As hackers, makers and tinkerers we are always excited to build exciting new projects. And now with the advent of the world of IoT devices it has never been easier or more accessible to start such a project. However we don't all have the knowledge, experience or even desire to spend time and effort on building dashboards and tools to interact with our IoT devices, sensors and other hardware. So we wanted to provide a way for any IoT project to get set up with a quick web/mobile visualisation as easily as possible.
What it does
We have built a cloud based IoT platform which provides a fully customisable plug and play solution for makers and hackers to create dashboards and interaction tools for their hardware projects. Now anyone can build a web front end for their electronics project and see data being collected and displayed in real time thanks to the magic of Meteor. No longer will you need to learn about web development, frameworks and methodologies or spend money hiring other people with this knowledge to finish your IoT projects. With a flexible web front end widget based GUI tool anyone can build their own layer of data visualisation and manipulation to their clients and customers. In addition this app provides a great way to prototype, inspect and debug any and all kinds of data being collected from all types of IoT devices.
How I built it
We worked as team with each member focussing on their strengths and stronger areas of knowledge. We decided to write our code using as many of the newest features as possible with Meteor. This meant choosing Angular for the front end dashboards which now has excellent support in Meteor. In addition we made a conscious effort to write all code in as much of an 'es6/ecmascript2015' style as possible with the new support in the framework. For our first proof of concept we used a Particle (previously known as Spark) Core IoT device which was in turn connected up to a temperature sensor for real time data capture. The intention was to add more devices and sensors as quickly as possible.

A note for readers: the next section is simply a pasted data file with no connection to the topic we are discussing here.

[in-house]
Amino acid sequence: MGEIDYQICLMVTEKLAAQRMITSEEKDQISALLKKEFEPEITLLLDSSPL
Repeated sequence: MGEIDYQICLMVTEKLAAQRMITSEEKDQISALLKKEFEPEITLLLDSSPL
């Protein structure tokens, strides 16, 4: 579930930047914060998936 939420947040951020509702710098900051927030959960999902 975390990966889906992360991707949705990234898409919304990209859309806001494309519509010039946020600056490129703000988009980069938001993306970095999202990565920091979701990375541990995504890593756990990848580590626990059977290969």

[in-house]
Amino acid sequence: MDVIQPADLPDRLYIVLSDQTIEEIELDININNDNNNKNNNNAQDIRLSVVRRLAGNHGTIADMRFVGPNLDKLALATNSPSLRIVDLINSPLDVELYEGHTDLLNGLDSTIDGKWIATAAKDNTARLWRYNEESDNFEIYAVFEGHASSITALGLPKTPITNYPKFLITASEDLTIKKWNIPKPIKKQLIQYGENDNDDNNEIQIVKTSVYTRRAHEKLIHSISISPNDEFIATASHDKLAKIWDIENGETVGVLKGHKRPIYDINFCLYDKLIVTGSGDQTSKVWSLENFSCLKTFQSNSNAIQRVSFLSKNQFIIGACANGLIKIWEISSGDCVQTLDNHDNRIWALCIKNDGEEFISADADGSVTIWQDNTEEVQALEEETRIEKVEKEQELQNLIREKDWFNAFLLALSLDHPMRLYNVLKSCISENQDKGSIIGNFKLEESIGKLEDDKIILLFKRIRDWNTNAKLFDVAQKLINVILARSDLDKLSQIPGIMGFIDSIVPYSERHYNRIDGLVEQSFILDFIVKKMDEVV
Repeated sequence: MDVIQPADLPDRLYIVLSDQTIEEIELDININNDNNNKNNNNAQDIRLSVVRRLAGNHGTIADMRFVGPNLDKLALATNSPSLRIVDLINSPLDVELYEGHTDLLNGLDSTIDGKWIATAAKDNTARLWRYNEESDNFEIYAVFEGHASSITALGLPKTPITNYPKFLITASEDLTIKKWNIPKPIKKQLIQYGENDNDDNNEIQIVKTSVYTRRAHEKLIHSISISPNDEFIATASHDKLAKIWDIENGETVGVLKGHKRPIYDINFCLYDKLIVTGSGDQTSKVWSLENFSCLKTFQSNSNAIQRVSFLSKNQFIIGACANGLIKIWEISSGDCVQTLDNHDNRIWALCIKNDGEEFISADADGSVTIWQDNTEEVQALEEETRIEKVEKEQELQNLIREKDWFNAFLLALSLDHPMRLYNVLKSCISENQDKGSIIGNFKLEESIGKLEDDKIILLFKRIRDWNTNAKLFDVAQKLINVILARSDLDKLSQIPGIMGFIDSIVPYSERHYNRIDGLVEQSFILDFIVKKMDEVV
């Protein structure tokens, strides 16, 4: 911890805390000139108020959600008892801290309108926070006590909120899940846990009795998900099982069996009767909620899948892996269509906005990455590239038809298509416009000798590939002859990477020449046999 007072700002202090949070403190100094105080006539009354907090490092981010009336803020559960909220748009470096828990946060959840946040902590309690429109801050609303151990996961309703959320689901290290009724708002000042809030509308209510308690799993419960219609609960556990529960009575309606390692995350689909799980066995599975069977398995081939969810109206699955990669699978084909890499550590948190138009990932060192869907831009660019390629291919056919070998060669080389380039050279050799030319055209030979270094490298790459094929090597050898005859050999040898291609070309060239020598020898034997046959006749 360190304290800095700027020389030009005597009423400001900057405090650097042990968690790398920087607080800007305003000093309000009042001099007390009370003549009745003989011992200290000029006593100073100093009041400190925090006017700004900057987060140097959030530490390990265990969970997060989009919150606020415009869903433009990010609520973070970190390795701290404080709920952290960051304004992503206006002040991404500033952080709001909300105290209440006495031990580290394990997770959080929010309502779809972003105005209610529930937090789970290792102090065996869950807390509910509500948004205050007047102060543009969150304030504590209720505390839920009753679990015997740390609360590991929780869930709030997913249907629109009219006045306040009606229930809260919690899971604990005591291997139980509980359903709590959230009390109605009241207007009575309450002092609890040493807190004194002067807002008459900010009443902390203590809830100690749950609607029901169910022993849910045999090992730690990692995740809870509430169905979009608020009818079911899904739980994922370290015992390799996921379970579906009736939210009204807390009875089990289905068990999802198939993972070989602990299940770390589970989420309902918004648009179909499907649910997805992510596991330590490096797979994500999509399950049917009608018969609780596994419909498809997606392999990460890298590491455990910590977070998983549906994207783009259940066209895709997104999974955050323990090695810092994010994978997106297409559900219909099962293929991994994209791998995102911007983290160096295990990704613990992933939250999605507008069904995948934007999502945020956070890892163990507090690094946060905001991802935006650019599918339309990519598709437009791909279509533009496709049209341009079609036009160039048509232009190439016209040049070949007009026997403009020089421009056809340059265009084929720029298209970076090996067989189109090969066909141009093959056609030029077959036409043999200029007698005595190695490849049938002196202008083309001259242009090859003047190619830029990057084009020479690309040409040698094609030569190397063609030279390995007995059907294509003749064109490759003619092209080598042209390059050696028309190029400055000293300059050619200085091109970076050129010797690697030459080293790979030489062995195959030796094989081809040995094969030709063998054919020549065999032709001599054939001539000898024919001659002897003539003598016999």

Our application design implemented a user flow for adding new devices to their accounts and profiles. Once a device and it's authentication details had been added to the platform our IoThingies application can immediately start querying this device for any methods, variables or data sets which may be available for collection and inspection. So in our first iteration we collected sensor temperature data using the Thermocouple connected to the Particle Core microprocessor.
- meteor-base # Packages every Meteor app needs to have
- mobile-experience # Packages for a great mobile UX
- mongo # The database Meteor supports right now
- blaze-html-templates # Compile .html files into Meteor Blaze views
- session # Client-side reactive dictionary for your app
- jquery # Helpful client-side library
- tracker # Meteor's client-side reactive programming library
- standard-minifiers # JS/CSS minifiers run for production mode
- es5-shim # ECMAScript 5 compatibility for older browsers.
- ecmascript # Enable ECMAScript2015+ syntax in app code
- autopublish # Publish all data to the clients (for prototyping)
- insecure # Allow all DB writes from clients (for prototyping)
- spark/particlejs (npm)
Challenges I ran into
We had a number of challenges we had to overcome as a team. Firstly our hardware IoT devices were not behaving very well when being connected to the cloud. This did delay our efforts on the hardware side at the start. Another challenge was to make sure that all the developer machines were up to date and could be used for development. As we had a mixture of operating systems this caused some issues. Finally the challenge of staying awake enough to try and develop as much of the application as possible was an obvious difficulty we did our best to cope with.
Accomplishments that I'm proud of
At the end of the hackathon we had a working prototype of our app. We had some parts working in all areas of the application from the hardware IoT side to the Meteor server to the front end angular charting. We each overcame many difficulties to ensure this happened.
What I learned
We learned that there is always some preparation that can be done for a hackathon. This covers things like making sure all our machines are development ready as well as testing and knowing all our hardware devices and interfaces as best as possible so we can minimise the time spent learning during the hackathon.
What's next for Internet of Thingies
We hope to brainstorm further on how to take the Internet of Thingies to the next level and we will be trying to maybe get a working prototype out to test the market appetite for this product. We are sure it will be very much appreciated by the hacker and IoT community.